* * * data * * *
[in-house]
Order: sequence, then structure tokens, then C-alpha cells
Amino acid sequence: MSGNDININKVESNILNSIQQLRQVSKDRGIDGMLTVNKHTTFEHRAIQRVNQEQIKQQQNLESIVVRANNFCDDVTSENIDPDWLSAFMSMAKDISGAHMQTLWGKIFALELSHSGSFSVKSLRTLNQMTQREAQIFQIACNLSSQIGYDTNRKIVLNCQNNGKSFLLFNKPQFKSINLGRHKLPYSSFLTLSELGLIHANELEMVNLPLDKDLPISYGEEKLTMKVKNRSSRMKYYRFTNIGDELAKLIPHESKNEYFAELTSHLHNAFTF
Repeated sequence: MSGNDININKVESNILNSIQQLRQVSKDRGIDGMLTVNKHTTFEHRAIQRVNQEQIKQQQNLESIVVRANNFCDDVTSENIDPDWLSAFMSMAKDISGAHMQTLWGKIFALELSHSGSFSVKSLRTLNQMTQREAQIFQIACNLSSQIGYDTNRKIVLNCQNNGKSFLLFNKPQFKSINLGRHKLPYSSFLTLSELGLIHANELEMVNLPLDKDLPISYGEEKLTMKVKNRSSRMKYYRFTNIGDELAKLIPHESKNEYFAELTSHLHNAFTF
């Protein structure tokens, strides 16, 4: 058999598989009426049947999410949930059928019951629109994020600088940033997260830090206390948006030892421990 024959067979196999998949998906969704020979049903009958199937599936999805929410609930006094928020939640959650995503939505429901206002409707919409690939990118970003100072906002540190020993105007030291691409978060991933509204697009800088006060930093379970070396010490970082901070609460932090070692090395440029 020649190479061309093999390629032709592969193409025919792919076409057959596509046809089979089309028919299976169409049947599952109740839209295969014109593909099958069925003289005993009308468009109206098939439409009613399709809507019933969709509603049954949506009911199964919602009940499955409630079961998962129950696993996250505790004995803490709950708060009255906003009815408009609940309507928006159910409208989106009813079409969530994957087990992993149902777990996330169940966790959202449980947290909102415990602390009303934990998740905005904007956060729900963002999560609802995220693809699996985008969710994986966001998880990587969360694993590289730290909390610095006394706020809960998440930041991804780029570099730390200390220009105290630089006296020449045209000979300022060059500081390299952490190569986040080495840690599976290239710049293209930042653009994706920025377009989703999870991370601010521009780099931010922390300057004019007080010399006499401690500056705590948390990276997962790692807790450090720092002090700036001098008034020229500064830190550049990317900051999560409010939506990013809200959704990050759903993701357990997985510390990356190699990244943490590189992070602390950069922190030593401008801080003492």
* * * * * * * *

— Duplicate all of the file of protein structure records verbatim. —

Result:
[in-house]
Order: sequence, then structure tokens, then C-alpha cells
Amino acid sequence: MSGNDININKVESNILNSIQQLRQVSKDRGIDGMLTVNKHTTFEHRAIQRVNQEQIKQQQNLESIVVRANNFCDDVTSENIDPDWLSAFMSMAKDISGAHMQTLWGKIFALELSHSGSFSVKSLRTLNQMTQREAQIFQIACNLSSQIGYDTNRKIVLNCQNNGKSFLLFNKPQFKSINLGRHKLPYSSFLTLSELGLIHANELEMVNLPLDKDLPISYGEEKLTMKVKNRSSRMKYYRFTNIGDELAKLIPHESKNEYFAELTSHLHNAFTF
Repeated sequence: MSGNDININKVESNILNSIQQLRQVSKDRGIDGMLTVNKHTTFEHRAIQRVNQEQIKQQQNLESIVVRANNFCDDVTSENIDPDWLSAFMSMAKDISGAHMQTLWGKIFALELSHSGSFSVKSLRTLNQMTQREAQIFQIACNLSSQIGYDTNRKIVLNCQNNGKSFLLFNKPQFKSINLGRHKLPYSSFLTLSELGLIHANELEMVNLPLDKDLPISYGEEKLTMKVKNRSSRMKYYRFTNIGDELAKLIPHESKNEYFAELTSHLHNAFTF
């Protein structure tokens, strides 16, 4: 058999598989009426049947999410949930059928019951629109994020600088940033997260830090206390948006030892421990 024959067979196999998949998906969704020979049903009958199937599936999805929410609930006094928020939640959650995503939505429901206002409707919409690939990118970003100072906002540190020993105007030291691409978060991933509204697009800088006060930093379970070396010490970082901070609460932090070692090395440029 020649190479061309093999390629032709592969193409025919792919076409057959596509046809089979089309028919299976169409049947599952109740839209295969014109593909099958069925003289005993009308468009109206098939439409009613399709809507019933969709509603049954949506009911199964919602009940499955409630079961998962129950696993996250505790004995803490709950708060009255906003009815408009609940309507928006159910409208989106009813079409969530994957087990992993149902777990996330169940966790959202449980947290909102415990602390009303934990998740905005904007956060729900963002999560609802995220693809699996985008969710994986966001998880990587969360694993590289730290909390610095006394706020809960998440930041991804780029570099730390200390220009105290630089006296020449045209000979300022060059500081390299952490190569986040080495840690599976290239710049293209930042653009994706920025377009989703999870991370601010521009780099931010922390300057004019007080010399006499401690500056705590948390990276997962790692807790450090720092002090700036001098008034020229500064830190550049990317900051999560409010939506990013809200959704990050759903993701357990997985510390990356190699990244943490590189992070602390950069922190030593401008801080003492």